Limerick Jazz Festival 2013

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More jazz-centric guitar followed from Andreas Varady, accompanied by his father Bandi on electric bass and younger brother Adrian on drums. The trio played just one song, the guitarist's own "Quincyology," which he had performed as an 80th birthday tribute to Quincy Jones in Las Vegas. Though drums and bass were too loud in the mix, Andreas Varady's fluid, contemporary approach to jazz guitar whetted the appetite for his debut as leader due for release in 2014.



Singer Connor Ryan won over the crowd with a strikingly original take on the sometimes overly familiar "Summertime." His up-tempo, improvisational interpretation of the Gershwin's classic tune proved that it's not what you say that counts, but how you say it. A stonking version of Paul McCartney's "Live and Let Die"—a tune designed for big band bravura if ever there was one—was followed by a hell-for-leather take on pianist Dave Brubeck
Dave Brubeck
Dave Brubeck
1920 - 2012
piano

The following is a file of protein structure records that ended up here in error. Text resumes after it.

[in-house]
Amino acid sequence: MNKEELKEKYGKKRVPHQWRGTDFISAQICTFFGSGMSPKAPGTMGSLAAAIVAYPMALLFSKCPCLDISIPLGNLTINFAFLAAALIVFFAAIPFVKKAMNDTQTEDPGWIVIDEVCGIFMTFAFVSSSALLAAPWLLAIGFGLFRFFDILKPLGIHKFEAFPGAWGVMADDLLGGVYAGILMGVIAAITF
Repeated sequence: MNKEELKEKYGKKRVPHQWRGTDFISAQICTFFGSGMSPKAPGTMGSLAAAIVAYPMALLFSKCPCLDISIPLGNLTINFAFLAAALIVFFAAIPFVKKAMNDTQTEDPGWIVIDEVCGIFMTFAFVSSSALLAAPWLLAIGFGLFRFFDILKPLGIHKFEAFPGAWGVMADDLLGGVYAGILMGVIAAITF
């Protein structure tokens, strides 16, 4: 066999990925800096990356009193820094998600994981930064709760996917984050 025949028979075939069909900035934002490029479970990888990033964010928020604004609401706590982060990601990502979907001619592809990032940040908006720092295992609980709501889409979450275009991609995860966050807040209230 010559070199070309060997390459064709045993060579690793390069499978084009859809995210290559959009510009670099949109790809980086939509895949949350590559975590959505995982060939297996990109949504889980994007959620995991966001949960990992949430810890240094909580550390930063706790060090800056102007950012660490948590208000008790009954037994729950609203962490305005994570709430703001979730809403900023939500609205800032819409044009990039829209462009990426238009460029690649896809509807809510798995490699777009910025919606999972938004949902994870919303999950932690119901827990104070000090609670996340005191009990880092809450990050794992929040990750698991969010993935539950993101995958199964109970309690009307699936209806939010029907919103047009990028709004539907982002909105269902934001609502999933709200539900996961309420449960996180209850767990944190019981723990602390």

's "Blue Rondo A La Turk"; with Miceli sounding the famous melody on vibraphone, tenor man McKenna and guitarists Mooney and Varady joined the big band in a thoroughly entertaining finale. An encore would only have been an anti-climax so it was a fitting point for Crisis Point and audience to part company on for another year.

After only two editions the Limerick Jazz Festival has the feeling of an established institution. In large part, this is down to the spirit of volunteerism on which the festival runs. Limerick needs the Limerick Jazz Festival, and other events like it, to nurture the city's musicians and to enliven the cultural panorama. With the continued support of sponsors and public, Limerick Jazz Festival has every chance of growing into one of the best jazz festivals in Ireland.

And, with Limerick winning the bid to be Ireland's first ever City of Culture in 2014, there's a great opportunity to be seized. With initiative, the Limerick City Council, the Ireland Tourism Development Authority and the Arts Council of Ireland can help put the Limerick Jazz Festival—and the city—on the international map and thus sow the seeds of the LJF's longer-term development. There are potentially exciting times ahead.

Photo Credit
Page 2 top: Ian Patterson
All other photos courtesy of Salvatore Conte

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